Senna didymobotrya is hardly attacked by pests and diseases. It is a host of coffee mealy bug (Planococcus kenyae) that affects a wide range of crops.
Senna didymobotrya can be lopped for green manure several times per year, preferably when flowering, as at this stage nutrient contents of the leaves is highest.
The fresh leafy branches of Senna didymobotrya contain about 0.7% of N. A typical cut of 5 t/ha thus yields about 35 kg N.
Genetic resources
There is a small number of accessions of Senna didymobotrya in germplasm collections. As it is widespread, the species is not threatened by genetic erosion.
The pharmacological benefits of using Senna didymobotrya as a crude herbal medicine are outweighed by its potential toxicity. However, herbal extracts prepared under carefully controlled manufacturing settings have potential. The use as a green manure, cover crop and shade tree has never been important in Africa, but could increase. Its ability to induce germination of Striga seeds makes it a potential trap crop for inclusion in rotation with grain crops.
Major references
• Alemayehu, G., Hailu, A. & Abegaz, B.M., 1996. Bianthraquinones from Senna didymobotrya. Phytochemistry 42(5): 1423–1425.
• Brenan, J.P.M., 1967. Leguminosae, subfamily Caesalpinioideae. In: Milne-Redhead, E. & Polhill, R.M. (Editors). Flora of Tropical East Africa. Crown Agents for Oversea Governments and Administrations, London, United Kingdom. 230 pp.
• Gacheru, E. & Rao, M.R., 2005. The potential of planted shrub fallows to combat Striga infestation on maize. International Journal of Pest Management 51(2): 91–100.
• Izhaki, I., 2002. Emodin: a secondary metabolite with multiple ecological functions in higher plants. New Phytologist 155: 205–217.
• Kamatenesi-Mugisha, M., 2004. Medicinal plants used in reproductive health care in Western Uganda: documentation, phytochemical and bioactivity evaluation. PhD thesis, Makerere University, Kampala, Uganda. 228 pp.
• Katende, A.B., Birnie, A. & Tengnäs, B., 1995. Useful trees and shrubs for Uganda: identification, propagation and management for agricultural and pastoral communities. Technical Handbook 10. Regional Soil Conservation Unit, Nairobi, Kenya. 710 pp.
• Neuwinger, H.D., 2000. African traditional medicine: a dictionary of plant use and applications. Medpharm Scientific, Stuttgart, Germany. 589 pp.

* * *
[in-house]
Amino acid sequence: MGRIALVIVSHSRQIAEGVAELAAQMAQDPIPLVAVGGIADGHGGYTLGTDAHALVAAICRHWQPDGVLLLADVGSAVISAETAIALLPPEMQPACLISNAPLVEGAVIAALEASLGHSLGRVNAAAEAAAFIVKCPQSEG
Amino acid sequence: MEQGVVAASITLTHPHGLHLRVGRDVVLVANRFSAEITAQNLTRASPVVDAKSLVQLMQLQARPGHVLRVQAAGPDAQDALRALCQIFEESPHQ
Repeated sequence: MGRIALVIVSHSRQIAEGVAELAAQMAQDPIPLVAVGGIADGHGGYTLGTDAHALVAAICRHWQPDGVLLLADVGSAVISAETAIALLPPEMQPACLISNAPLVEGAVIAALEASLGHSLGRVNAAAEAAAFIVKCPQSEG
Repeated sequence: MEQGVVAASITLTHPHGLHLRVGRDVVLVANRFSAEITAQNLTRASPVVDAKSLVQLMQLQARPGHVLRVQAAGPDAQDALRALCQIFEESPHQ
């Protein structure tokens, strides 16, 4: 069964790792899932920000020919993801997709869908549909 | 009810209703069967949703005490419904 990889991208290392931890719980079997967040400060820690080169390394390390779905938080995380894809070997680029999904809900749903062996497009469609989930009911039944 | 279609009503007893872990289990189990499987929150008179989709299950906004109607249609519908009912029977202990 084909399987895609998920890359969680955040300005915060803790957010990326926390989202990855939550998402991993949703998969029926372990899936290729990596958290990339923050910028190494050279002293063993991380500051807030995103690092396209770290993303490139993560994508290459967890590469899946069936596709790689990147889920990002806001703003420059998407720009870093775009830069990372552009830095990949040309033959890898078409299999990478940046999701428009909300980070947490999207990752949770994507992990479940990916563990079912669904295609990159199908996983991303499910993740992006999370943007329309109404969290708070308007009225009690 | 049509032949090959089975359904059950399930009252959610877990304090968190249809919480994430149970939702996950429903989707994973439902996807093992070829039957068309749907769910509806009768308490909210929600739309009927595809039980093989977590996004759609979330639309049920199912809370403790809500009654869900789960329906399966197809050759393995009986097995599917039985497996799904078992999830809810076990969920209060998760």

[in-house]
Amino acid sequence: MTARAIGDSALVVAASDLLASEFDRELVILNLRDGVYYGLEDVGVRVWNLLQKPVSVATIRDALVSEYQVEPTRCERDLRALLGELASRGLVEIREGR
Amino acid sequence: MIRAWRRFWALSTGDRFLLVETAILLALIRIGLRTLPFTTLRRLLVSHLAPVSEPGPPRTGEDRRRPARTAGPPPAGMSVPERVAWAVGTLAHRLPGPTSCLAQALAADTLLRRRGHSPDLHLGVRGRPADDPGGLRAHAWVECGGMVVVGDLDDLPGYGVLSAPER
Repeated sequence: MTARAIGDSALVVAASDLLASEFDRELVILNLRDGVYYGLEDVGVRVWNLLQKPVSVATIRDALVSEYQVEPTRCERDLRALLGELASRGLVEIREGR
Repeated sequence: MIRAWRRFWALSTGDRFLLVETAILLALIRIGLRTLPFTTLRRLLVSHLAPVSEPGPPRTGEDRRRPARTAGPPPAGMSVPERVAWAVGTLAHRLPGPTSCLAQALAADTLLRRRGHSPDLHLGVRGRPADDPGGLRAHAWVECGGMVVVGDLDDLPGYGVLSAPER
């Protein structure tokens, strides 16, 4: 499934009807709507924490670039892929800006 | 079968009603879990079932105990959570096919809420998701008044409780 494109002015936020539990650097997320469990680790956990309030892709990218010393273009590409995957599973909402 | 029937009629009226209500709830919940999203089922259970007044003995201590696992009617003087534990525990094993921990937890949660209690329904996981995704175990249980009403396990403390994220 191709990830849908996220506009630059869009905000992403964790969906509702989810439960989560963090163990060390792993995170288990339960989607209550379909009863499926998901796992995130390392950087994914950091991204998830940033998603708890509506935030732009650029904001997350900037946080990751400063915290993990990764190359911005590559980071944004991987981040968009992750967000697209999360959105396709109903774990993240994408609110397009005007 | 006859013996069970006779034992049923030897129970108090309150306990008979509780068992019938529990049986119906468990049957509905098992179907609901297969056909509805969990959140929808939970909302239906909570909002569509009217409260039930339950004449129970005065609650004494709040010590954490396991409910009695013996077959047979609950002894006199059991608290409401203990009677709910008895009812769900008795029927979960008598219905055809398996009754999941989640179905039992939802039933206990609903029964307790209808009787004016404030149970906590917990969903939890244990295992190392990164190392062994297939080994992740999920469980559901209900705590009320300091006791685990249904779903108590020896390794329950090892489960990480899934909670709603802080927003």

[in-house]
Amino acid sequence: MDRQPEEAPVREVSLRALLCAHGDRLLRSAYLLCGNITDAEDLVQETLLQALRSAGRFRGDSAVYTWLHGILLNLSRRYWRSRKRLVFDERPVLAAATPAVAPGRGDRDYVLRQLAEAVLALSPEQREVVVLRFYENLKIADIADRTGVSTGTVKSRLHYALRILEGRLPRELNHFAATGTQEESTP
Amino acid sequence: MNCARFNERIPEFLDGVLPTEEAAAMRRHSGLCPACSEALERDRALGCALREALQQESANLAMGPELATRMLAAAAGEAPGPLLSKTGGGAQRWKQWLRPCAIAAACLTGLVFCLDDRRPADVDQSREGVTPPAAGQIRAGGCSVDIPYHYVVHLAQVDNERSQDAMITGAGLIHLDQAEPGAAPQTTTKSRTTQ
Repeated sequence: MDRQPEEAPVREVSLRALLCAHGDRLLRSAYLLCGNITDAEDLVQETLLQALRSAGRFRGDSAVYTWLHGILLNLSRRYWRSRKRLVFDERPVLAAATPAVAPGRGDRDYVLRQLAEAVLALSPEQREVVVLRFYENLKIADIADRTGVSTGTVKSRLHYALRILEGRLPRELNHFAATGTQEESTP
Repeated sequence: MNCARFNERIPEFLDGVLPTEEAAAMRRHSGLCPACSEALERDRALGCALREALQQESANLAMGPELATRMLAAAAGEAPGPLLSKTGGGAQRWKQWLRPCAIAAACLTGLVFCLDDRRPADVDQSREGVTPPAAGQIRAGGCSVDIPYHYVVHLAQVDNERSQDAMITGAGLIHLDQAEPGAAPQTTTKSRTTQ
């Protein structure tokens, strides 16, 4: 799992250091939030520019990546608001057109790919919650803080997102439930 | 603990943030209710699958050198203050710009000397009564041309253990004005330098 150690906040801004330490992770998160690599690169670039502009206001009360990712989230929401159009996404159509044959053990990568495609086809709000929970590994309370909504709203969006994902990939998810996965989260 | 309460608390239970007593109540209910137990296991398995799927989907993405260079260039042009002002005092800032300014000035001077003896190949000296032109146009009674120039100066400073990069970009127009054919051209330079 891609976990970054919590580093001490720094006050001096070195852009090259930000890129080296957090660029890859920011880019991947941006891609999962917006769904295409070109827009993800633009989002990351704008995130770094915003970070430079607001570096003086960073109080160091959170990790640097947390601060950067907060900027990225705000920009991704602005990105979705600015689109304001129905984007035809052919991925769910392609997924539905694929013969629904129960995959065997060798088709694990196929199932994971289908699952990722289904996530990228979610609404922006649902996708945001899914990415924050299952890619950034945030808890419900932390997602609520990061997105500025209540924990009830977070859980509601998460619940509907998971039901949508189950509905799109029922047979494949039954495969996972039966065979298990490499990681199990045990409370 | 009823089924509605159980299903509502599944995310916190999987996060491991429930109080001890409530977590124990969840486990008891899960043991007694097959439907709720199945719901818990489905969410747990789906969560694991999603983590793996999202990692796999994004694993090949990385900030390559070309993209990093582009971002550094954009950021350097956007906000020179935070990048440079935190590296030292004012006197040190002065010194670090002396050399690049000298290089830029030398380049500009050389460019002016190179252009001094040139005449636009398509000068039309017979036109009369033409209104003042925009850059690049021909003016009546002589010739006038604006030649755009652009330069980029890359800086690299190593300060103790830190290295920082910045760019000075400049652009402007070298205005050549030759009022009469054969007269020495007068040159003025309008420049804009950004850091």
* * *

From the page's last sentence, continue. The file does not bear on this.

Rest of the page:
• Okello-Onen, J., Kerwegi, S.A., Olila, D., Ssekitto, C.M.B. & Osinde, C., 2004. Participatory evaluation and improvement of ethno-veterinary practices for tick control in Lango and Teso farming system. Final Technical Report. LIRI, Tororo, Uganda. 20 pp.
• Sunarno, B., 1997. Senna didymobotrya (Fresenius) Irwin & Barneby. In: Faridah Hanum, I. & van der Maesen, L.J.G. (Editors). Plant Resources of South-East Asia No 11. Auxiliary plants. Backhuys Publishers, Leiden, Netherlands. pp. 229–231.
• World Agroforestry Centre, undated. Agroforestree Database. [Internet] World Agroforestry Centre (ICRAF), Nairobi, Kenya. Sites/TreeDBS/ aft.asp. Accessed July 2006
Other references
• den Biggelaar, C. & Mureithi, W., 2000. Using tree species to treat milk for palatability and preservation. Intermediate Technology Food Chain 26: 6–7.
• Geissler, P.W., Harris, S.A., Prince, R.J., Olsen, A., Achieng’ Odhiambo, R., Oketch-Rabah, H., Madiega, P.A., Andersen, A. & Mølgaard, P., 2002. Medicinal plants used by Luo mothers and children in Bondo district, Kenya. Journal of Ethnopharmacology 83: 39–54.
• Gessler, M.C., Msuya, D.E., Nkunya, M.H.H., Mwasumbi, L.B., Schär, A., Heinrich, M. & Tanner, M., 1995. Traditional healers in Tanzania: the treatment of malaria with plant remedies. Journal of Ethnopharmacology 48: 131–144.
• Hedberg, I., Hedberg, O., Madati, P.J., Mshigeni, K.E., Mshiu, E.N. & Samuelsson, G., 1982. Inventory of plants used in traditional medicine in Tanzania. I. Plants of the families Acanthaceae-Cucurbitaceae. Journal of Ethnopharmacology 6(1): 29–60.
• Hindmarsh, L., 1982. A notebook for Kenyan dyers. National Museum of Kenya, Nairobi, Kenya. 65 pp.
• Johns, T., Faubert, G.M., Kokwaro, J.O., Mahunnah, R.L.A. & Kimanani, E.K., 1995. Anti-giardial activity of gastrointestinal remedies of the Luo of East Africa. Journal of Ethnopharmacology 46: 17–23.
• Kasonia, K., 1995. Screening préliminaire d’extraits de plantes utilisées dans les maladies respiratoires au Kivu (Zaïre) sur trachée isolée de cobaye. Belgian Journal of Botany 128(2): 165–175.
• Kokwaro, J.O., 1993. Medicinal plants of East Africa. 2nd Edition. Kenya Literature Bureau, Nairobi, Kenya. 401 pp.